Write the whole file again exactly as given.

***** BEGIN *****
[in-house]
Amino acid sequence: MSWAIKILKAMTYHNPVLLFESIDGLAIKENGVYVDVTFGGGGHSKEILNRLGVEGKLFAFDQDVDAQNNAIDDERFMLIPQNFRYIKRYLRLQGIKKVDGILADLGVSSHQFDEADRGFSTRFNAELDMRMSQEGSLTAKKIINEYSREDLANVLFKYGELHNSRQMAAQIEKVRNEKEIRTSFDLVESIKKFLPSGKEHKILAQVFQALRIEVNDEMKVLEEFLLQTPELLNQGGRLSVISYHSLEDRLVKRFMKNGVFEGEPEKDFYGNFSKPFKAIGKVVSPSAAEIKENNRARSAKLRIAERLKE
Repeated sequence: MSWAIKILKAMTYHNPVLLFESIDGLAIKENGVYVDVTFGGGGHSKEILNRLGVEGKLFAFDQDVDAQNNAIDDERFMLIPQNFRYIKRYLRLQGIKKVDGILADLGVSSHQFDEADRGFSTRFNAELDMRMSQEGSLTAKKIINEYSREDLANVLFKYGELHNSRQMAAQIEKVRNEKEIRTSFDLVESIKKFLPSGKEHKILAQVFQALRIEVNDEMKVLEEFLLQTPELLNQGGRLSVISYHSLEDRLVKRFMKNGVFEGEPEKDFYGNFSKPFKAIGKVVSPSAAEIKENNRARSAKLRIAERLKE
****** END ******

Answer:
[in-house]
Amino acid sequence: MSWAIKILKAMTYHNPVLLFESIDGLAIKENGVYVDVTFGGGGHSKEILNRLGVEGKLFAFDQDVDAQNNAIDDERFMLIPQNFRYIKRYLRLQGIKKVDGILADLGVSSHQFDEADRGFSTRFNAELDMRMSQEGSLTAKKIINEYSREDLANVLFKYGELHNSRQMAAQIEKVRNEKEIRTSFDLVESIKKFLPSGKEHKILAQVFQALRIEVNDEMKVLEEFLLQTPELLNQGGRLSVISYHSLEDRLVKRFMKNGVFEGEPEKDFYGNFSKPFKAIGKVVSPSAAEIKENNRARSAKLRIAERLKE
Repeated sequence: MSWAIKILKAMTYHNPVLLFESIDGLAIKENGVYVDVTFGGGGHSKEILNRLGVEGKLFAFDQDVDAQNNAIDDERFMLIPQNFRYIKRYLRLQGIKKVDGILADLGVSSHQFDEADRGFSTRFNAELDMRMSQEGSLTAKKIINEYSREDLANVLFKYGELHNSRQMAAQIEKVRNEKEIRTSFDLVESIKKFLPSGKEHKILAQVFQALRIEVNDEMKVLEEFLLQTPELLNQGGRLSVISYHSLEDRLVKRFMKNGVFEGEPEKDFYGNFSKPFKAIGKVVSPSAAEIKENNRARSAKLRIAERLKE